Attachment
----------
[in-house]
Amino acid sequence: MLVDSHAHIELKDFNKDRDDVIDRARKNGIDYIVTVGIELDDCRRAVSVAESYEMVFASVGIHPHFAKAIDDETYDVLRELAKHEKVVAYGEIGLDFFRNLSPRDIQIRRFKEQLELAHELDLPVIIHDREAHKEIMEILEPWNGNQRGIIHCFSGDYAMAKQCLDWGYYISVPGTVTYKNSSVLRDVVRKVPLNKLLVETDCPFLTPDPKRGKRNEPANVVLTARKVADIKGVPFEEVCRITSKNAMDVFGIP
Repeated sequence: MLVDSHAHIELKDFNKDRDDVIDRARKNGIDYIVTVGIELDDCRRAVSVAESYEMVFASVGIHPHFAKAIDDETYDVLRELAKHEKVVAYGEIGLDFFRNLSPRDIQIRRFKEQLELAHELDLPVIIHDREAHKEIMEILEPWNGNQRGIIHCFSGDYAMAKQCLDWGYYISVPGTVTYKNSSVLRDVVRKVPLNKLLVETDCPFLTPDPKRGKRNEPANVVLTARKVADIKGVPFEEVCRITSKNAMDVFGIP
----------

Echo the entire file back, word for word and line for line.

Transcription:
[in-house]
Amino acid sequence: MLVDSHAHIELKDFNKDRDDVIDRARKNGIDYIVTVGIELDDCRRAVSVAESYEMVFASVGIHPHFAKAIDDETYDVLRELAKHEKVVAYGEIGLDFFRNLSPRDIQIRRFKEQLELAHELDLPVIIHDREAHKEIMEILEPWNGNQRGIIHCFSGDYAMAKQCLDWGYYISVPGTVTYKNSSVLRDVVRKVPLNKLLVETDCPFLTPDPKRGKRNEPANVVLTARKVADIKGVPFEEVCRITSKNAMDVFGIP
Repeated sequence: MLVDSHAHIELKDFNKDRDDVIDRARKNGIDYIVTVGIELDDCRRAVSVAESYEMVFASVGIHPHFAKAIDDETYDVLRELAKHEKVVAYGEIGLDFFRNLSPRDIQIRRFKEQLELAHELDLPVIIHDREAHKEIMEILEPWNGNQRGIIHCFSGDYAMAKQCLDWGYYISVPGTVTYKNSSVLRDVVRKVPLNKLLVETDCPFLTPDPKRGKRNEPANVVLTARKVADIKGVPFEEVCRITSKNAMDVFGIP